Another example is Paul’s presentations of the doctrine of the Bema Seat Judgment in 1 Corinthians 3. This chapter represents one of the most graphic portrayals of this unique judgment found anywhere in Scripture (1 Cor 3:10-15). Was Paul’s intent to unfold this doctrine just for the sake of randomly developing another area of systematic theology? Not at all. Paul took the opportunity of revealing the Bema Seat Judgment because of practical problems taking place within the Corinthian assembly. Although the Corinthians were believers (1 Cor 1:2), they had made little progress in the area of practical sanctification. The church in Corinth was one of the most carnal churches of first century world of which we have record. In this church, there existed Christians following men instead of Christ (1 Corinthians 1:10-17), worldly wisdom (1:18-2:16) divisions (chapter 3), sexual immorality (chapters 6), incest (chapter 5), lawsuits among believers (chapter 6), drunkenness at the Lord's table (chapter 11), misuse of spiritual gifts (chapters 12-14) and false doctrine that included a denial of the resurrection (chapter 15). Yet it is to this church that we find one of the greatest expositions of the Bema Seat Judgment because Paul believed that this doctrine would change the behavior of the people by communicating to them the reality of a coming judgment. This judgment, unlike the Great White Throne Judgment of Revelation 20:11-15, would not be a judgment to determine whether a person spends eternity in heaven or hell. That issue had already been settled because the Corinthians were already believers. Rather, this judgment would determine reward. The Corinthians would either gain or lose reward depending on how they progressed in the realm of practical sanctification. Paul understood that living with the knowledge of future accountability would change one’s behavior in the present. Rather than seeing the eschatological truth of the Bema Seat Judgment as something unrelated to daily life, Paul saw it as integral to practical living.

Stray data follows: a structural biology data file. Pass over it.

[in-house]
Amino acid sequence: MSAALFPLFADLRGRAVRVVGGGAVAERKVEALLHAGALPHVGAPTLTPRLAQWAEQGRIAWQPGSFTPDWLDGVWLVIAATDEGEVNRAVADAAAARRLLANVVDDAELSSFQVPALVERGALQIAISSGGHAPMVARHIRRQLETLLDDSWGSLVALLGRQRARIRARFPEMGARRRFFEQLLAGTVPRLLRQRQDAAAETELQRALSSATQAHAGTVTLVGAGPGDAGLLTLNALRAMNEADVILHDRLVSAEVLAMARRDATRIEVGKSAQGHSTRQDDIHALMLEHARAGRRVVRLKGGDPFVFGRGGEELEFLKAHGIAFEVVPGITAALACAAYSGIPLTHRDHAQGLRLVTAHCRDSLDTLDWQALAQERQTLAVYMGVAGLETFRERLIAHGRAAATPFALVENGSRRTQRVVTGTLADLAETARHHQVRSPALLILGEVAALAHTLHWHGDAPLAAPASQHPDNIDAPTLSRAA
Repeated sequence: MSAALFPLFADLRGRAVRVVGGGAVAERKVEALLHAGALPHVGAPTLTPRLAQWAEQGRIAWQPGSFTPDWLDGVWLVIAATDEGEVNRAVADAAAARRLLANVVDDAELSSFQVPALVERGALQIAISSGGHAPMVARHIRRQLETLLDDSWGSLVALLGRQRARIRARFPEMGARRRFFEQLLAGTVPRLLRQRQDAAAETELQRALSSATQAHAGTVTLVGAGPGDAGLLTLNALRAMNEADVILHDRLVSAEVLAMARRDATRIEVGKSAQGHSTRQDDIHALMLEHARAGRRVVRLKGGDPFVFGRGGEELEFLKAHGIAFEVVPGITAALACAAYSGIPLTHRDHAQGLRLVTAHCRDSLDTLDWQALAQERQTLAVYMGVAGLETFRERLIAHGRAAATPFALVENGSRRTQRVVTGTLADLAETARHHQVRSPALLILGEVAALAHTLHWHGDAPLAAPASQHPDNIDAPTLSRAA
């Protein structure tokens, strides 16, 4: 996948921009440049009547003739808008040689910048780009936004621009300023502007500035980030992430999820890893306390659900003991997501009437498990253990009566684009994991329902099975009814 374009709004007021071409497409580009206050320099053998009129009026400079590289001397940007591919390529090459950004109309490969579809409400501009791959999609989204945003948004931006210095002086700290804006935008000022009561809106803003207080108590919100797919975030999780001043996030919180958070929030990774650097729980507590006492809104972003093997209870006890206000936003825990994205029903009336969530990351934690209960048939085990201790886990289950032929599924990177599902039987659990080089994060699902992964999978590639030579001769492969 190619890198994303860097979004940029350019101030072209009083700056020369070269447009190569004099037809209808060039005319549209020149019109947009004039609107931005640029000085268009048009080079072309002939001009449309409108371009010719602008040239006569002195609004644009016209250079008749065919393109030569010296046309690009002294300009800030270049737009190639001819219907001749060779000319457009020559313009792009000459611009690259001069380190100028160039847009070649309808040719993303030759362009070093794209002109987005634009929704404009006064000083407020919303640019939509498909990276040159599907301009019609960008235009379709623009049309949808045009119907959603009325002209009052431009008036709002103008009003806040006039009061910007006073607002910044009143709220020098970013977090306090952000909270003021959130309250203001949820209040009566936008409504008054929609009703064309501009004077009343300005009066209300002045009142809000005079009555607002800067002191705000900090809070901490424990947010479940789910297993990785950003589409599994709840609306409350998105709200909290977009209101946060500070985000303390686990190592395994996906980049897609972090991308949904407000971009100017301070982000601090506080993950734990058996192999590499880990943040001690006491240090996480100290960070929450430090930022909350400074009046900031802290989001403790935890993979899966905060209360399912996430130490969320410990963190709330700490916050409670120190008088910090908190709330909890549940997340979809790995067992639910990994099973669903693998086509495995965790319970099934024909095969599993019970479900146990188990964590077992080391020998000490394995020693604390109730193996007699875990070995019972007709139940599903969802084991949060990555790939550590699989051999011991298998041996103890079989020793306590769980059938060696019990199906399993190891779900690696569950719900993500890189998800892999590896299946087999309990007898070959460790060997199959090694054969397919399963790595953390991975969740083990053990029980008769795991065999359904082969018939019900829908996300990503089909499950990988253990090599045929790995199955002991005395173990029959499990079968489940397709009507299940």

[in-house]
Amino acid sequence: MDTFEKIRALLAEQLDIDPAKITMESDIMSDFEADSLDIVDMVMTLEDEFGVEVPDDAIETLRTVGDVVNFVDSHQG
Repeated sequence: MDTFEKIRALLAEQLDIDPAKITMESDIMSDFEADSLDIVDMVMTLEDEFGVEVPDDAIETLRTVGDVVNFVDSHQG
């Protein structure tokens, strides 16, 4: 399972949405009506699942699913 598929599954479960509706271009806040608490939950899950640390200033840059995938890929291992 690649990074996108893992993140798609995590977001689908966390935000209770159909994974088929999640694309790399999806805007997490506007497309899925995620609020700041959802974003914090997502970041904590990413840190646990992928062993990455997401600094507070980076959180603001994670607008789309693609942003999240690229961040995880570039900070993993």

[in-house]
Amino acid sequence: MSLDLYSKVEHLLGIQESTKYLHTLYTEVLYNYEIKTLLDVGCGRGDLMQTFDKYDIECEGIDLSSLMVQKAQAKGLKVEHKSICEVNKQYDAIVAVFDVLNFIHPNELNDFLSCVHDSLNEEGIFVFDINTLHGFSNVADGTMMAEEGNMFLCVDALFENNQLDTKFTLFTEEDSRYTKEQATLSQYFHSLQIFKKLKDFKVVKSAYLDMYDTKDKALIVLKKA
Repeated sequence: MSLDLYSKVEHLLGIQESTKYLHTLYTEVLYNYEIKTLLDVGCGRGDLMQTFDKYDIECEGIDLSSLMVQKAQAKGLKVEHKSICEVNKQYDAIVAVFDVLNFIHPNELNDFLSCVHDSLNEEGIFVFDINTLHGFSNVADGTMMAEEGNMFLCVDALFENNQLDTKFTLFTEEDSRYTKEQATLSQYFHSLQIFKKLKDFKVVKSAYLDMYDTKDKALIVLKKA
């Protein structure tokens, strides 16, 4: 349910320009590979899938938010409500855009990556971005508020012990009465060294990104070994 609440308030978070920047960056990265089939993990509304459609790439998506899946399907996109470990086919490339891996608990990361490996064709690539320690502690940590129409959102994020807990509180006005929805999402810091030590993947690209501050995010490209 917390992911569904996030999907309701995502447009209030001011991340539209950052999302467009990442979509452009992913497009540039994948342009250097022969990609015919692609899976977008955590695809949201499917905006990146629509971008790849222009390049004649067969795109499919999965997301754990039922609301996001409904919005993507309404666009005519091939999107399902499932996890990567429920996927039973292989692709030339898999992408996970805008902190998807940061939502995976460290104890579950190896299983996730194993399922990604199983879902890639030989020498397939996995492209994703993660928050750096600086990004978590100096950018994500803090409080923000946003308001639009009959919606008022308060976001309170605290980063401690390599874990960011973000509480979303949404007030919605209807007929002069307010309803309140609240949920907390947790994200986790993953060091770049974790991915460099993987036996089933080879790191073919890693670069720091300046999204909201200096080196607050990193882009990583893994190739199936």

Yet another example of Paul using doctrine to stimulate behavior is found in 2 Corinthians 8:9, where he offers the following profound Christological nugget: “For you know the grace of our Lord Jesus Christ, that though He was rich, yet for your sake He became poor, that you through His poverty might become rich.” However, there is a context in which Paul offers this Christological truth. Rather than offering an unrelated insertion on the generosity of Christ, Paul’s goal in 2 Corinthians 8-9 was to get the Corinthians to give generously to the offering that he was collecting for the needy saints in Jerusalem. Paul discussed the selflessness of Christ in 2 Corinthians 8:9 in hopes that the Corinthians would imitate the generosity of Christ and give generously as well. Paul evidently thought that Christology was practical enough to insert into the extremely practical context of offering collections. Curiously, one of the common complaints among modern pastors is that their congregations do not give enough. Perhaps the problem lies in the people’s lack of exposure to the doctrine of Christology.